Data show biz claimed to add net of 381K new jobs

WASHINGTON —Businesses claimed to add a net of 381,000 new jobs in June, the Bureau of Labor Statistics reported. But even as firms claimed they can’t find workers, the BLS data revealed one reason why: Wage growth has slowed—to pre-pandemic levels.

The nation’s jobless rate held steady at 3.6% for the third straight month and the number of jobless declined by 38,000, to 5.91 million. The net number of new jobs overall was 372,000 because governments shed 9,000 workers, all in the federal government.

“Private-sector employment has recovered the net job losses due to” the mass closures forced by the coronavirus “pandemic and is 140,000 higher than in February 2020, while government employment is 664,000 lower,” BLS said.

Companies have moaned for months they can’t find workers to fill job vacancies, especially in low-paying occupations such as hotels, restaurants, and health care. Yet lodgings added 14,800 jobs in June, restaurants added 40,800 and health care added 56,700.

Even so, the bars and restaurants still employ 1.3 million fewer workers than they did in February 2020, the last month before the coronavirus-caused depression hit. And health care is 1.1 million jobs behind its February 2020 number, too.

By contrast, BLS reported factories claimed to add 29,000 jobs in June, to 12.797 million, and have now regained all the jobs they lost in the crash. No one industry within factories stood out for either large gains or losses.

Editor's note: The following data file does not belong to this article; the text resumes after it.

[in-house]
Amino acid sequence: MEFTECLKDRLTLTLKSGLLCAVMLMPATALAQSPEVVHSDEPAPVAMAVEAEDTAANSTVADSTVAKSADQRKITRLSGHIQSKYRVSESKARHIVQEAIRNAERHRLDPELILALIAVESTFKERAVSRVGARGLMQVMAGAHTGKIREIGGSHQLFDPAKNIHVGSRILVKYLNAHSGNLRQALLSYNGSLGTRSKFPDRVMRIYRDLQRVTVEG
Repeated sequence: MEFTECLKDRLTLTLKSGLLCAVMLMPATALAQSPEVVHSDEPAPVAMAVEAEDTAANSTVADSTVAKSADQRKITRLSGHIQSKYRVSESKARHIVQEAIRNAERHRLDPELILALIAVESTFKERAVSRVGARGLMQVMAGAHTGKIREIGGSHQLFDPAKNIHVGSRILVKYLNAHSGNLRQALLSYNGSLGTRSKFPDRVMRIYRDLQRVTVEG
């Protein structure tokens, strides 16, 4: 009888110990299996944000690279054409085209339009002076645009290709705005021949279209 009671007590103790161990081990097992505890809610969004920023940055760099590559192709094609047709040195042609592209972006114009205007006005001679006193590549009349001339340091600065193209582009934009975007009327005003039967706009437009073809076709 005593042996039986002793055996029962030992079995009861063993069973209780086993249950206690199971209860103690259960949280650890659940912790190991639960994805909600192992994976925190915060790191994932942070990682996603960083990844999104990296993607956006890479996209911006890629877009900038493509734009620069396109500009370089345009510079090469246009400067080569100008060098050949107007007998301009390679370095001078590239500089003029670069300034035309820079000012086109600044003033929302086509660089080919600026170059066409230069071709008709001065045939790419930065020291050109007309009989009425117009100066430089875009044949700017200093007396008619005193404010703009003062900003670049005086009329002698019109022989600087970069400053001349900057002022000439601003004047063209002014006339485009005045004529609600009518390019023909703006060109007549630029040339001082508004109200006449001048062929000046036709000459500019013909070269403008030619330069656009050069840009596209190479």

Construction added 13,000 jobs in June, to 7.67 million, with 88% (11,400) of them with non-residential specialty contractors.

The catch to the corporate complaints, as Economic Policy Institute President Heidi Shierholz pointed out, is that the same firms yowling about the lack of workers in a booming recovery won’t raise wages to attract new people. In so many words, try paying them.

“Quarterly wage growth ticked down in June and has dropped substantially in recent months. It is now near its pre-Covid range,” Shierholz tweeted.

That range was just over 4% annually for all workers in June, but it was only 0.6% for the bar, restaurant, and hotel workers, calculations show, from $514.97 weekly to $518.11. That was the second-lowest growth among all occupations. Dead last: Transportation and warehouse workers. Their weekly wages actually dropped by $7.26 in June, but at $1,064.25 were still more than double the wages of the hotel, restaurant, and bar workers.

Restaurant, bar, and hotel workers still lag far behind every other occupation in weekly earnings. The second-lowest, retail trade workers, earned $690.67 weekly in June, almost four dollars more than in May.


Mark Gruenberg
Mark Gruenberg

Award-winning journalist Mark Gruenberg is head of the Washington, D.C., bureau of People's World. He is also the editor of the union news service Press Associates Inc. (PAI). Known for his reporting skills, sharp wit, and voluminous knowledge of history, Mark is a compassionate interviewer but tough when going after big corporations and their billionaire owners.